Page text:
Image: Data compilation of Montgomery County Justice Courts, Fiscal Year 2016 (October 1, 2015, through September 30, 2016). Sources: Texas Office of Court Administration, Montgomery County government.
New Caney and Conroe, July 30 – Precinct 4 Justice of the Peace James Metts strikes out as the worst run Justice Court in Montgomery County and a serious loss leader among those five courts. The numbers are striking and reveal that Metts’ terribly run court alone costs Montgomery County taxpayers at least $313,943 in lost revenue collected. The data come from the Texas Office of Court Administration and the Montgomery County government.
Precinct 3 Justice Edie Connelly utilizes the County’s Collections Department for its fines and fees collection. The Collection Department operates under the direct of Clegg DeWalt, II, an experienced manager from the national collections industry. Connelly’s collection rate is a remarkable 97%. During Fiscal Year 2016, Connelly’s Court collected $3,198,396.62 of the $3,283,089.70 in fines and fees assessed. Although her budget is a bit higher than the other courts due to her substantially higher caseload, her net (equaling amount collected per case minus cost per case) is strikingly higher than any of the other courts at $134.21 per case.
Metts Precinct 4 Justice Court is the second worst in net per case at $26.52, or less than one-fifth of the net in Connelly’s Justice Court. Metts’ collections are substantially lower as a percentage of total fees assessed than the other Justice Courts. Metts only collects 75% of the fees his JP court assesses.
Metts, Wayne Mack (JP 1), Judge Grady “Trey” Spikes (JP2), and Judge Matt Masden (JP5) all use an outside collection law firm to handle all of the intake of their fees and fines. The outside firm, Grave Humphries Stahl (GHS), has provided a free database software program, NetData, that those four courts utilize to handle all of their judicial cases. The free software program is a complete mess. The public cannot access the NetData database, so litigants cannot view court files. Connelly’s Justice Court utilizes the County’s Odyssey database, so all of her court files are available online to the general public.
None of the other four JP courts come close to Connelly’s 97% collection rate. Metts is the worst at a 75% collection rate with a $26.52 net per case. Mack is the second worst with a 78% collection rate with a $41.23 net per case. Interestingly, Judge Masden has a much lower case load but does not suffer from a diseconomy of scale, because his collections rate, 83%, is actually higher than Metts or Mack. Obviously, Masden is doing something right to help him overcome the serious problems from the GHS-NetData losses.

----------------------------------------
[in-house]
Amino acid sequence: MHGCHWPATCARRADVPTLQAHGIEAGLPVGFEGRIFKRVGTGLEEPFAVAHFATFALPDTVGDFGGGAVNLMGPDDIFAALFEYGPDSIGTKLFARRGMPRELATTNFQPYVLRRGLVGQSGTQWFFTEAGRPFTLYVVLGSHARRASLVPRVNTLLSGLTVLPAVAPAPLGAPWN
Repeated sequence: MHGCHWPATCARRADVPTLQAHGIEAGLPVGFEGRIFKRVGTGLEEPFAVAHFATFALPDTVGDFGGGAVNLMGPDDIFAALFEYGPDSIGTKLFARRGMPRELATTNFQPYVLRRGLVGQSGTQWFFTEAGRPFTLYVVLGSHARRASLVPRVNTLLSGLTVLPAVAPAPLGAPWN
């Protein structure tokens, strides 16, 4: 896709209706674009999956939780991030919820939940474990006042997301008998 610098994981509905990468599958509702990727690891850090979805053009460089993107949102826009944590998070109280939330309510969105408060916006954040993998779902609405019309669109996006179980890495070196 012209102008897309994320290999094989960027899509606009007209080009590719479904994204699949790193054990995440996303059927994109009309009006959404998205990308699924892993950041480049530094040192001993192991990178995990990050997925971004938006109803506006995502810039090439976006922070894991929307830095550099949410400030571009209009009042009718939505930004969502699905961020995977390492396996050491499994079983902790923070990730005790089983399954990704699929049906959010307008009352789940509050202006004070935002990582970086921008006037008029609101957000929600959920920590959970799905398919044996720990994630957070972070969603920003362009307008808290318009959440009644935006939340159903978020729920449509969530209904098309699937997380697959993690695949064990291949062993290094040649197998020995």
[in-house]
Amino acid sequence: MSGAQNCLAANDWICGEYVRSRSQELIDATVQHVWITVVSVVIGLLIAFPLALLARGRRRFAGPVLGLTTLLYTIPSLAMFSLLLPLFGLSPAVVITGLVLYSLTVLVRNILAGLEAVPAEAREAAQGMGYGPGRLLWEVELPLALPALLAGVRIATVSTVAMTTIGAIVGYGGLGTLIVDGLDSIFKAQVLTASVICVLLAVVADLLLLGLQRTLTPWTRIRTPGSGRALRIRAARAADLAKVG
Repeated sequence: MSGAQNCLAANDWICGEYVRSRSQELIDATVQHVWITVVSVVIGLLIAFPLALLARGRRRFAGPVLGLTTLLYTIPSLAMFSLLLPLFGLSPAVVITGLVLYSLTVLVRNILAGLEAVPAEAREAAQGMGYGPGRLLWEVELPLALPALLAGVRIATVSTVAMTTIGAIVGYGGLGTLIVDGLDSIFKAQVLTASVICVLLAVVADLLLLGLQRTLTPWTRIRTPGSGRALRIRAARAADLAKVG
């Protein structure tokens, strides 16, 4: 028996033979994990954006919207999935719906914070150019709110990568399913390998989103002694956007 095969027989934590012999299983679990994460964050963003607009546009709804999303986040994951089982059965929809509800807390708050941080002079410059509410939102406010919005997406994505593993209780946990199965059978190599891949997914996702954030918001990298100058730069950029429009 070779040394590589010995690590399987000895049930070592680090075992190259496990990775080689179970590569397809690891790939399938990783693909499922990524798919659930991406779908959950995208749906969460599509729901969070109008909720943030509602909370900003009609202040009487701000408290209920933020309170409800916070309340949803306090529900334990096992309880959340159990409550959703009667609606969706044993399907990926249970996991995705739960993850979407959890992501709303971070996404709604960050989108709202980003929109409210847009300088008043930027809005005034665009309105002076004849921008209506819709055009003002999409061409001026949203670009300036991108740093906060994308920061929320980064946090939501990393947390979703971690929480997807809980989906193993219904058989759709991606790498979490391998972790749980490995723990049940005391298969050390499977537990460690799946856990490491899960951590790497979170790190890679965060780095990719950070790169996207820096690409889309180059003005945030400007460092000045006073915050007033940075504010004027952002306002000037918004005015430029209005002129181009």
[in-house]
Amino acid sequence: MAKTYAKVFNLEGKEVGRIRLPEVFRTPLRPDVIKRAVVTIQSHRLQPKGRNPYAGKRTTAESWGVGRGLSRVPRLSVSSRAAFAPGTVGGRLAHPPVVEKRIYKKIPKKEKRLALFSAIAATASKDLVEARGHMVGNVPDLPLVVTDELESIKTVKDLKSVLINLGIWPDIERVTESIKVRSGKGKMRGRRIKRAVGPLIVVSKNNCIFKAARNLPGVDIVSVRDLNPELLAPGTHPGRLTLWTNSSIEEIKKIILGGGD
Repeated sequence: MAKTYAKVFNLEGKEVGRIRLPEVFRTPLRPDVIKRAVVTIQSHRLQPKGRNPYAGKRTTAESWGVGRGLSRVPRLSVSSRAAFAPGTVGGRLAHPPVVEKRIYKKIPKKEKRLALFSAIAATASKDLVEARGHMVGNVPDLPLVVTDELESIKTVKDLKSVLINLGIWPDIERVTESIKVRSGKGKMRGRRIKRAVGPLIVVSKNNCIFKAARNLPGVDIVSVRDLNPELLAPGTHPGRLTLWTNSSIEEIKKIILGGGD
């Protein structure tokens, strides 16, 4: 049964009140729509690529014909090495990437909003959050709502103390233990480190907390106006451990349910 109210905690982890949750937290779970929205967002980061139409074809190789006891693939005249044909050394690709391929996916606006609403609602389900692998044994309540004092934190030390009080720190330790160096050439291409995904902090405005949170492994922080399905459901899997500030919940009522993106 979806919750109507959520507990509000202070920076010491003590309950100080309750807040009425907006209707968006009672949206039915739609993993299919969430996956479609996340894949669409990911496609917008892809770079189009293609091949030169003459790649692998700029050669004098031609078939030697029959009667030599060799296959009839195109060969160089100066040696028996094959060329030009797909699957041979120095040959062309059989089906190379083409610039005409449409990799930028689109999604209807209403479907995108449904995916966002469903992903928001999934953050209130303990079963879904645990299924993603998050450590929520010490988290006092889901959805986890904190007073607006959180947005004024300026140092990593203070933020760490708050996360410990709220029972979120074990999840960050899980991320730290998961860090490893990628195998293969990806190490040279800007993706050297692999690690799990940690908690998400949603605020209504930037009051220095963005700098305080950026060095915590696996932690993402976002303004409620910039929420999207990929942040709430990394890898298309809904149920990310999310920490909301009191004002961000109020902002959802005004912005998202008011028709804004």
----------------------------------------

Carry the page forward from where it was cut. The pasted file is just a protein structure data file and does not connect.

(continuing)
Judge Spikes has the highest collection rate among the four users of GHS-NetData at 89%. With almost 1100 cases less than Metts, Spikes’ collections still exceeded Metts by approximately $92,000.
Metts and the person whom he claims is his “sworn deputy,” local political boss and consultant Marc Davenport, have foisted the NetData fiasco on the four JP courts, while Connelly refused to go along with them for fiscal and due process reasons. Metts and Davenport cost Montgomery County at least the following amounts during Fiscal Year 2016, in comparison to the 97% collection rate in Judge Connelly’s Precinct 3 Justice Court:
JP1 (Mack) FY2016 Loss to the Taxpayers = $258,606
JP2 (Spikes) FY2016 Loss to the Taxpayers = $99,511
JP4 (Metts) FY2016 Loss to the Taxpayers = $313,943
JP5 (Masden) FY 2016 Loss to the Taxpayers = $96,102
TOTAL FY2016 LOSS TO THE TAXPAYERS AS A RESULT OF METTS AND DAVENPORT FOISTING THE GHS/NETDATA COLLECTION SYSTEM ON THE FOUR JUSTICE OF THE PEACE COURTS 1, 2, 4, AND 5 = $768,162.
$768,162 is an unacceptable loss in collection revenue for one Fiscal Year. The County Commissioners Court should immediately step in, refuse to renew the GHS/NetData contract, which comes up for renewal on August 5, 2017, and move those four JP courts to the far better management of the County’s internal collection system. The move would provide the public with the additional benefit that the public could actually access court files online in those four courts. (Metts probably doesn’t want the public to see his court files, as previous behavior has shown.)